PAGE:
I am really good at fearing. I fear the future. I worry about what could happen with my family. I’m anxious about providing for us. I plot and plan and scheme trying to manipulate the future in my mind. I fear.
This past week only gave me more opportunities to practice.
Last night a gentleman in our church reminded me that we fear for two main reason. We fear because 1) we are ignorant and we fear because 2) we are not in control.
1. Ignorance does not mean stupidity, but merely a lack of knowledge. Everyone is ignorant of the future. We do not know what will happen. And when that reality come crashing down on us, fear takes hold.
2. Lack of control is nothing new. In reality, we are not in control of anything, but we feel as though we are in control – most of the time. When that control is taken away, fear takes hold.
David knew fear. David was ignorant. David had all vestiges of control ripped from his grasp. A particularly telling episode occurred as David fled from Saul in 1 Samuel 21:10-22:1.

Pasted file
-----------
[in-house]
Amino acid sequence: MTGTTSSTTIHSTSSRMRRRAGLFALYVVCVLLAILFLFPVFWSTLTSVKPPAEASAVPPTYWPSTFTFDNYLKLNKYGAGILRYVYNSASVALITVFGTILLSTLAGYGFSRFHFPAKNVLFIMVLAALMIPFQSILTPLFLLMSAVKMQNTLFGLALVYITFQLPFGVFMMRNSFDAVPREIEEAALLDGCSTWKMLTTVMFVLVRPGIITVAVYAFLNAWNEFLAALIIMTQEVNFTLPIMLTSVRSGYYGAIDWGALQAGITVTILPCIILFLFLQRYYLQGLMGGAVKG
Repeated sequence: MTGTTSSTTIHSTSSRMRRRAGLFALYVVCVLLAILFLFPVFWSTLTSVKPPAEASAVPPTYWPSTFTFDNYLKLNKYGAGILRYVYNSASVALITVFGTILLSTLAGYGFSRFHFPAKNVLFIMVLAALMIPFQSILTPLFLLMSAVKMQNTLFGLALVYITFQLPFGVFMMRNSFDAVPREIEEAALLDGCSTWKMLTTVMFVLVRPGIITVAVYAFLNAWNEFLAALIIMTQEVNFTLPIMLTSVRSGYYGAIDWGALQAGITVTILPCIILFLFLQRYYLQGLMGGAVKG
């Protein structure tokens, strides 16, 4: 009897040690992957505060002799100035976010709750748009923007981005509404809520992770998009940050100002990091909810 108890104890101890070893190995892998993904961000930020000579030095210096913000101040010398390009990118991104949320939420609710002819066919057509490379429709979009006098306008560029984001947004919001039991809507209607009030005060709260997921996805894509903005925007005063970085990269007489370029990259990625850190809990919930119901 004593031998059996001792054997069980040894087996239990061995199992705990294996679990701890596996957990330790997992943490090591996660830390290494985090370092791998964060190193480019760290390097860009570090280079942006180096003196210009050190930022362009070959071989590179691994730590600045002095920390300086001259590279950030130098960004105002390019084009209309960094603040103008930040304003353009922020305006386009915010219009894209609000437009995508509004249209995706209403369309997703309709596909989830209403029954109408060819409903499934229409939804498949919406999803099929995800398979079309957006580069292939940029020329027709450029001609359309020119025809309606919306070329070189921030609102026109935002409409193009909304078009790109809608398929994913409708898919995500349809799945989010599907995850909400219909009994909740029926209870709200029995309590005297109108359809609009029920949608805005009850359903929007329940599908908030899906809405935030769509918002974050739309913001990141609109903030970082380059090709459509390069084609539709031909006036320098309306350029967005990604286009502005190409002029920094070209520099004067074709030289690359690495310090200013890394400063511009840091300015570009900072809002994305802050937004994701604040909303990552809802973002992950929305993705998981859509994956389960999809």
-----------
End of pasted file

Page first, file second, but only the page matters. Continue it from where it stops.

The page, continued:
“10 And David rose and fled that day from Saul and went to Achish the king of Gath. 11 And the servants of Achish said to him, “Is not this David the king of the land? Did they not sing to one another of him in dances,
‘Saul has struck down his thousands,
and David his ten thousands’?”
12 And David took these words to heart and was much afraid of Achish the king of Gath. 13 So he changed his behavior before them and pretended to be insane in their hands and made marks on the doors of the gate and let his spittle run down his beard. 14 Then Achish said to his servants, “Behold, you see the man is mad. Why then have you brought him to me? 15 Do I lack madmen, that you have brought this fellow to behave as a madman in my presence? Shall this fellow come into my house?”
22:1 David departed from there and escaped to the cave of Adullam. And when his brothers and all his father’s house heard it, they went down there to him.” (ESV)
David, in his flight from Saul, runs into the mouth of another lion. Verse twelve says that “David took these words to heart and was much afraid of Achish.” He feared.
The next verses record the embarrassing antics of the anointed king masquerading as a madman. I am sure that David was not proud of this record. The one who had killed the famous “Goliath of Gath” (1 Sam 17:4), was now spitting and scratching, and playing the fool.
But fear doesn’t have to control. You can trust in the face of fear.
Latter this week we will look at David’s reflections from this embarrassing episode in Psalm 56. There he highlights four action steps we can take to move from fear to trust.
To hear our personal testimony about Fear and Trust you can listen here.